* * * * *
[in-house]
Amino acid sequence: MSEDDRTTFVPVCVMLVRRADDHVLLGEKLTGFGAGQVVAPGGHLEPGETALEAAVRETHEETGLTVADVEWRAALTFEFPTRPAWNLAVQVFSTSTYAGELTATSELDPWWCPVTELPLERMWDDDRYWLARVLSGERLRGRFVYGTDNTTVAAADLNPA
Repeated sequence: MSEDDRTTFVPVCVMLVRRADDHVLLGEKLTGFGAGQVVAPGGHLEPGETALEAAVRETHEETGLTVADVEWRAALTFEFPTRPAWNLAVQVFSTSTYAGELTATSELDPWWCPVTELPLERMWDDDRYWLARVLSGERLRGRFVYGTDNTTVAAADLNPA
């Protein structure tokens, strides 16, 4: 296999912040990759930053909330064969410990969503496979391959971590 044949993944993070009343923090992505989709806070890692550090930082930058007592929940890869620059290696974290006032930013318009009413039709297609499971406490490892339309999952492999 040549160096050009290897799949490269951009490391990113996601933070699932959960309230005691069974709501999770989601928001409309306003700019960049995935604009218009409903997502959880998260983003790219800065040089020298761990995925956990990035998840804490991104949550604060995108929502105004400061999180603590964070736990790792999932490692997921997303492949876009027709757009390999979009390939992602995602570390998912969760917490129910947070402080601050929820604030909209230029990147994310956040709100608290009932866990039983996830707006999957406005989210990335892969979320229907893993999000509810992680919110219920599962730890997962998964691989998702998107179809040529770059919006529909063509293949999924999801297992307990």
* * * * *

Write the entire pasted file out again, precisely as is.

[in-house]
Amino acid sequence: MSEDDRTTFVPVCVMLVRRADDHVLLGEKLTGFGAGQVVAPGGHLEPGETALEAAVRETHEETGLTVADVEWRAALTFEFPTRPAWNLAVQVFSTSTYAGELTATSELDPWWCPVTELPLERMWDDDRYWLARVLSGERLRGRFVYGTDNTTVAAADLNPA
Repeated sequence: MSEDDRTTFVPVCVMLVRRADDHVLLGEKLTGFGAGQVVAPGGHLEPGETALEAAVRETHEETGLTVADVEWRAALTFEFPTRPAWNLAVQVFSTSTYAGELTATSELDPWWCPVTELPLERMWDDDRYWLARVLSGERLRGRFVYGTDNTTVAAADLNPA
């Protein structure tokens, strides 16, 4: 296999912040990759930053909330064969410990969503496979391959971590 044949993944993070009343923090992505989709806070890692550090930082930058007592929940890869620059290696974290006032930013318009009413039709297609499971406490490892339309999952492999 040549160096050009290897799949490269951009490391990113996601933070699932959960309230005691069974709501999770989601928001409309306003700019960049995935604009218009409903997502959880998260983003790219800065040089020298761990995925956990990035998840804490991104949550604060995108929502105004400061999180603590964070736990790792999932490692997921997303492949876009027709757009390999979009390939992602995602570390998912969760917490129910947070402080601050929820604030909209230029990147994310956040709100608290009932866990039983996830707006999957406005989210990335892969979320229907893993999000509810992680919110219920599962730890997962998964691989998702998107179809040529770059919006529909063509293949999924999801297992307990």